'Southeast Asia: Satellite data secures rice farmers' income'

Crop loss insurers use satellite data to determine extent of damage

Around 60 per cent of India's population works in agriculture, in spite of the serious income risks involved. Extreme weather conditions such as droughts and floods can threaten an entire harvest. Asia alone, where the majority of the world's rice is grown, has experienced nearly 3,000 natural disasters over the last twenty years, leading to substantial losses in excess of one billion US dollars.

The first crop insurance policies were introduced in India in 1972. Since then, they have been consistently expanded and adapted. A crop loss insurance policy introduced in 2016 by the Indian federal state of Tamil Nadu is the first to pilot the satellite technology pioneered by the 'RIICE' project.

RIICE collects data that tells which areas are cultivating rice at which point in time. It then calculates both the expected and the actual crop yield. These harvest forecasts factor in weather and soil data, rice varieties and cultivation methods and – following natural disasters such as a drought or flood – include information about dried out fields or rotten seeds. Insurance companies use these crop forecasts to be able to respond considerably more flexibly, transparently and quickly. This is important because for many farmers their entire livelihood depends on how quickly they get compensation. Before satellite data, they were not able to receive compensation until after the harvest and until the insurers had inspected the damage on site – a process that sometimes took months to complete. The forecasts based on satellite data make for much swifter compensation for farmers. ‘RIICE technology offers great potential in terms of increasing the efficiency of crop loss insurance for farmers,' explains M. K. Poddar from the Agricultural Insurance Company of India, the country's largest agricultural insurer.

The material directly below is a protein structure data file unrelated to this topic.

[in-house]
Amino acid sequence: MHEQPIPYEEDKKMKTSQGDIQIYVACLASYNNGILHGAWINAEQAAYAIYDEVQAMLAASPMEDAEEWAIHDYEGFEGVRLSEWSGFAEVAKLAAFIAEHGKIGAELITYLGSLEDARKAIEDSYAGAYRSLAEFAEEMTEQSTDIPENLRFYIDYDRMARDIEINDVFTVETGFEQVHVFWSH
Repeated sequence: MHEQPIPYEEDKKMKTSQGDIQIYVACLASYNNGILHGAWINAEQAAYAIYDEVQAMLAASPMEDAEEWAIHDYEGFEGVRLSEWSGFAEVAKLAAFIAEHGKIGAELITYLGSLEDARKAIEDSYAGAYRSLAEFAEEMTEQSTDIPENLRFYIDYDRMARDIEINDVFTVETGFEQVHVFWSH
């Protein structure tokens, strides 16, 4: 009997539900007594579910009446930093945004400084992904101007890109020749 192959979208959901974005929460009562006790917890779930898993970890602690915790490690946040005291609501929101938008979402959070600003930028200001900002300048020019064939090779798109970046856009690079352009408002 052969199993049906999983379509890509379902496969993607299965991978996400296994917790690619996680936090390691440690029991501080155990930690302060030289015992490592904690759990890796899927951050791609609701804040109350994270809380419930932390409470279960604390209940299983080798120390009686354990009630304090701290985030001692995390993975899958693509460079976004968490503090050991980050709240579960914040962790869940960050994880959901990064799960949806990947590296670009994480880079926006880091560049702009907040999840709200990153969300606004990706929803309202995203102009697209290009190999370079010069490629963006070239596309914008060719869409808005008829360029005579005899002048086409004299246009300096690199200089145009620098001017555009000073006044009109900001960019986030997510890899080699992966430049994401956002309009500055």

With the help of satellite data, trained experts are able to calculate expected crop yields with – more or less – 90 per cent accuracy. If seed does not develop as anticipated because of drought, insurers can start compensating farmers for the forecasted loss long before the actual harvest. If a natural disaster prevents farmers from sowing their seed, the insurer in the federal state of Tamil Nadu can already pay out a quarter of the insured sum to the farmers right at the start of the season, enabling them to invest in seed for use at a later point in time, thus softening the blow to their income.

At present, around 35 million farmers in India are insured against crop losses.

Status: March 2017